Massachusetts Society for the Prevention of Cruelty to Children (MSPCC)


MSPCC is dedicated to leadership in protecting and promoting the rights and well-being of children and families. To prevent child abuse, MSPCC focuses on the needs of both the child and the parent. MSPCC’s work focuses on preventing or mitigating the effects of Adverse Childhood Experiences (ACEs) including physical, sexual, and emotional abuse, neglect, household substance abuse, household mental illness, and domestic violence.  By promoting social and emotional learning and supports for children as well as tools to improve parents’ skills, MSPCC employs a two-generational approach to improve outcomes for both children and parents. MSPCC combined with Eliot Community Human Services in 2016 to further strengthen the agency’s services and better address the needs of children and families.  Services provided include pregnancy and parenting support, clinical mental health counseling and care coordination, adoptive and foster parent support, and advocacy. The website allows guardians and/or providers to place referrals for clinical services directly as well.

MCPAP for Moms

MCPAP for Moms promotes maternal and child health by building the capacity of providers serving pregnant and postpartum women and their children up to one year after delivery to effectively prevent, identify, and manage depression.   MCPAP for Moms partners with William James College Interface Referral Service to develop and maintain community-based resources to support mothers and fathers experiencing mental health issues related to the challenges of becoming parents. Interface maintains a comprehensive listing of support groups by geographic area.

MGH Center for Women's Mental Health

For appointments: 617-724-7792

This website provides a range of current information including discussion of new research findings in women's mental health and how such investigations inform day-to-day clinical practice. Despite the growing number of studies being conducted in women's health, the clinical implications of such work are frequently controversial, leaving patients with questions regarding the most appropriate path to follow. Providing these resources to patients and their doctors so that individual clinical decisions can be made in a thoughtful and collaborative fashion dovetails with the mission of our Center.


(413) 275-8623

Email: info@motherwoman.org

MotherWoman supports and empowers mothers to create personal and social change by building community safety nets, impacting family policy and promoting the leadership and resilience of mothers. MotherWoman provides various services including running support groups for new Moms in various locations in Western Massachusetts, providing training both for group facilitators as well as professionals and advocating for policy change.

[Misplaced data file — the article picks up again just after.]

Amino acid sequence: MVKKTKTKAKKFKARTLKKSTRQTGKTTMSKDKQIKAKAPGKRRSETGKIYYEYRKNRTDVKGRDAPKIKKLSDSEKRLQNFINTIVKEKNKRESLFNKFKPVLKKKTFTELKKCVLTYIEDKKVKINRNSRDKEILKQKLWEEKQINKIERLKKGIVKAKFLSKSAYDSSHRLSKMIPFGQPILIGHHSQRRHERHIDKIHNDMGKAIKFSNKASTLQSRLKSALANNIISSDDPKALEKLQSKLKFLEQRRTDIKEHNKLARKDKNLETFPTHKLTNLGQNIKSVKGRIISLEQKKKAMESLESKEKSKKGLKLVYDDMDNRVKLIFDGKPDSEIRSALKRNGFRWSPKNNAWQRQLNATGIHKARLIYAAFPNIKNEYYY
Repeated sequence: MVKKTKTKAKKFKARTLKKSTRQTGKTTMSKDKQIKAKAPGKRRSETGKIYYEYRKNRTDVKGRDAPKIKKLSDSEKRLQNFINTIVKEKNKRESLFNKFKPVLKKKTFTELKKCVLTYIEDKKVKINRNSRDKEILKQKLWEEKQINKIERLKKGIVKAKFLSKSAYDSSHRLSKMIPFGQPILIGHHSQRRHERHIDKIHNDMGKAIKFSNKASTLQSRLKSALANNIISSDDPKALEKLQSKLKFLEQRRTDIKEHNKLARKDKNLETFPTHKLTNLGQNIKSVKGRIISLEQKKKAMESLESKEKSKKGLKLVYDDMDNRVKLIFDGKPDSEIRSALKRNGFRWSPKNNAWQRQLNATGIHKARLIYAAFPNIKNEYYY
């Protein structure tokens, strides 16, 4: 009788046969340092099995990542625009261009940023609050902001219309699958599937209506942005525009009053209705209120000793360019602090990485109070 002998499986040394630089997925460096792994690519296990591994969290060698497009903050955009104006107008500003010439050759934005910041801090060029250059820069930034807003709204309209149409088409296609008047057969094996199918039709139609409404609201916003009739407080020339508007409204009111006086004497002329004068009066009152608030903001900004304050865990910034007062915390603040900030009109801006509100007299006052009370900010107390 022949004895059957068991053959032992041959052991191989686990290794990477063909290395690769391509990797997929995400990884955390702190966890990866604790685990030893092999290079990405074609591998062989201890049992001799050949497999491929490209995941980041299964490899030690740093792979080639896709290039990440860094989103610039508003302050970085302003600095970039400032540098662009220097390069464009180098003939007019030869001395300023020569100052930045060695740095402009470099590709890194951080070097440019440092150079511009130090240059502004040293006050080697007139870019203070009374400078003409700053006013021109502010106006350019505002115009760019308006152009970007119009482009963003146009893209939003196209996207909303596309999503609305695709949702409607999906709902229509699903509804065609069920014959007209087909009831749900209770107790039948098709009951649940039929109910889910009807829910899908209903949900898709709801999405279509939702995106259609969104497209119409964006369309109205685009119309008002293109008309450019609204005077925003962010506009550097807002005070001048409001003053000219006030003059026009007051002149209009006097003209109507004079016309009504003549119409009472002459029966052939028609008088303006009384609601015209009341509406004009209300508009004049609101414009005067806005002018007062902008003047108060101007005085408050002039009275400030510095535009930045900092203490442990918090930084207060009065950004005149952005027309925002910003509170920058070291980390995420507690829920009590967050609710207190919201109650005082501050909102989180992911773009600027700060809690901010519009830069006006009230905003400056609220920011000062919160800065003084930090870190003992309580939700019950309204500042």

Postpartum Support International of Massachusetts

MA Warmline: 866-472-1897

Helpline; English and Spanish: 800-944-4773

Email: psiofmass@gmail.com

The purpose of Postpartum Support International is to increase awareness among public and professional communities about the emotional changes that women experience during pregnancy and postpartum. Approximately 15% of all women will experience postpartum depression following the birth of a child. Up to 10% will experience depression or anxiety during pregnancy. When the mental health of the mother is compromised, it affects the entire family. PSI disseminates information and resources through the volunteer coordinators, its website, and an annual conference. PSI of Massachusetts is a volunteer organization of providers, survivors and other concerned individuals dedicated to the mission of PSI International. These support volunteers provide telephone and email support, information, and access to informed local resources.

Pregnancy Exposure InfoLine

(800) 322-5014

The Pregnancy Exposure InfoLine (PEIL) is a service provided free of charge to clinicians and the general public that offers practical evidence-based information about exposures during pregnancy and potential effects to the developing fetus. We provide non-judgmental counseling and information on common daily exposures such as hair dye, paint, and herbal products to more specific exposures including illicit drugs, medications, infections, chemicals and many more.  The service is available Monday - Friday 9AM to 4PM EST.

Outside Massachusetts

Organizations with hotlines

Postpartum Education for Parents

805-564-3888, 805-852-1595 (Spanish-Speaking)